In the past, population dose was an important factor for policymaking in radiation protection. The fraction of the dose to population that comes from different imaging modalities, such as computed tomography (CT) had an important place. The advent of multidetector computed tomography (MDCT) was a turning point not only for clinical imaging but also for radiation protection. It has necessitated a shift of focus from collective dose to the population from medical exposures to individual patient dose.1 The MDCT made slice-by-slice scanning with interstice gap a thing of the past. Thinner slices with overlap and faster scanning that covered a larger area of the body, such as chest–abdomen–pelvis, increased the individual patient dose. Multiphase scanning became more common. In recent years, reports of overutilization of CT have emerged from the USA.2 All these contribute to the need for tracking patient exposures.
The word tracking has been used to represent different situations, and this needs to be clarified. Essentially, tracking can fall into two categories, namely (a) for an individual patient or (b) for a group of patients. Furthermore, tracking can be of the number and type of radiological procedures an individual patient has undergone or of the doses of these examinations or both.3
Regarding terminology, initially, there was a lack of clarity in use of the terms ‘exposure’ and ‘dose’ concerning tracking. There is now a better understanding on this. When a patient undergoes multiple radiological examinations, accounting for all the examinations, but without any consideration of dose, this is referred to as exposure tracking. When the dose of each examination is also recorded, then this is termed dose tracking.4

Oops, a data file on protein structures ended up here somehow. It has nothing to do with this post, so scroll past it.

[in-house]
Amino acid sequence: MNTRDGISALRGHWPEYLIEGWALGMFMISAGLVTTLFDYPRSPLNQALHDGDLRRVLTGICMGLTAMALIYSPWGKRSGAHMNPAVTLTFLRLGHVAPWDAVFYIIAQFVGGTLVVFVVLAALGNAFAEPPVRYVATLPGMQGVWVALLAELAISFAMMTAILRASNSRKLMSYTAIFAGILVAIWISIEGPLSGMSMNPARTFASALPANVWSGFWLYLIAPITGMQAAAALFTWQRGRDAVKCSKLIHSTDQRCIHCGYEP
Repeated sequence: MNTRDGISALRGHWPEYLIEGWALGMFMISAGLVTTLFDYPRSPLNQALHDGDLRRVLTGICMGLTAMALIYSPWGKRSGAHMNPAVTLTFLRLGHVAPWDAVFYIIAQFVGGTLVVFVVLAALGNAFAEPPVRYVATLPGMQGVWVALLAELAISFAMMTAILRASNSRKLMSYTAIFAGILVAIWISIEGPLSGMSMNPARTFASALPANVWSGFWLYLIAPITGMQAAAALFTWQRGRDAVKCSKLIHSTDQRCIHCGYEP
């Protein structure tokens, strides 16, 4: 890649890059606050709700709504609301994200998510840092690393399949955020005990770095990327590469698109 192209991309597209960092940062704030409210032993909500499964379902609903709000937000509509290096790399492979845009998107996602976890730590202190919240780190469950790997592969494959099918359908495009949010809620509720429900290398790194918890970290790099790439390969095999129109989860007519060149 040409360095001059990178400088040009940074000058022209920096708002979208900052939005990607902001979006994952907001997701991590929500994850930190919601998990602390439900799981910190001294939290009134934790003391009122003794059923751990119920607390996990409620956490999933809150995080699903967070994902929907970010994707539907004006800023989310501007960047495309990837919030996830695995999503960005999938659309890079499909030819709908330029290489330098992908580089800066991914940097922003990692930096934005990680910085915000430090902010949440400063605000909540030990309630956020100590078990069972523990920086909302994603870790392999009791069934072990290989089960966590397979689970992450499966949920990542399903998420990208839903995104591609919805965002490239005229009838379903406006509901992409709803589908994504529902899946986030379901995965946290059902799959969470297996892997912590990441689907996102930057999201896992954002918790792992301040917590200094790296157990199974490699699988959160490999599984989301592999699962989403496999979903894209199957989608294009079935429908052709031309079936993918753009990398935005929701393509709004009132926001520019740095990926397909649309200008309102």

In addition to overarching questions such as “Why track, what to track, and how to track?,” this paper discusses themes, such as attitudes toward tracking, review of practices in large parts of the world, description of various elements for exposure and dose tracking, how to use the information available from tracking, templates for implementation of tracking at different levels of health care, the role of picture archiving and communication systems (PACS) and eHealth, the role of tracking in justification and optimization of protection, comments on cumulative dose, how referrers can use this information, what dose indices to track, the role of smart cards, current provisions in international standards, and future actions.
Since the tracking of radiological examinations and dose is gaining momentum, the motivation for this review article is to delve into this topic in its wider context to review the current status of tracking with regard to radiation protection of patients.
Tracking of Radiological Procedures and Dose of an Individual Patient
Tracking of radiological procedures of an individual patient is useful for individual patient protection as it provides clinical information that can avoid performing another radiological examination for that patient. Avoiding a repeat examination provides 100% dose reduction even when no account is made of dose from the previous examination.
Tracking of the dose of an individual patient is a concept that was established by the author through his work at the International Atomic Energy Agency (IAEA)5,6 and led to the Smart Card project of the IAEA.7 It received wide attention globally and has been implemented in imaging through PACS. Many European countries have implemented this, and experience from one country (Finland) that documented the impact of tracking in strengthening the process of justification and optimization of the individual patient has been presented.8 Individual dose tracking helps in optimizing follow-up examination as the patient acts as his/her own standard or reference for comparison in due consideration of clinical indication and body part. The approach on optimization in previous years has been based on comparing average values of dose [such as computed tomography dose index (CTDI)/dose-length product (DLP)] of a facility with diagnostic reference level (DRL) values. The DRL value is taken as a standard value. DRL has a mix of body weights and is not valid for an individual patient. Templates for use by countries at different levels of development have been provided.4 Worldwide needs were assessed, and results have been published.9 Furthermore, a survey of availability and use of unique patient identification numbers (ID) in 40 countries around the world was studied.10 Challenges for tracking of radiation doses from nuclear medicine examinations have been presented.11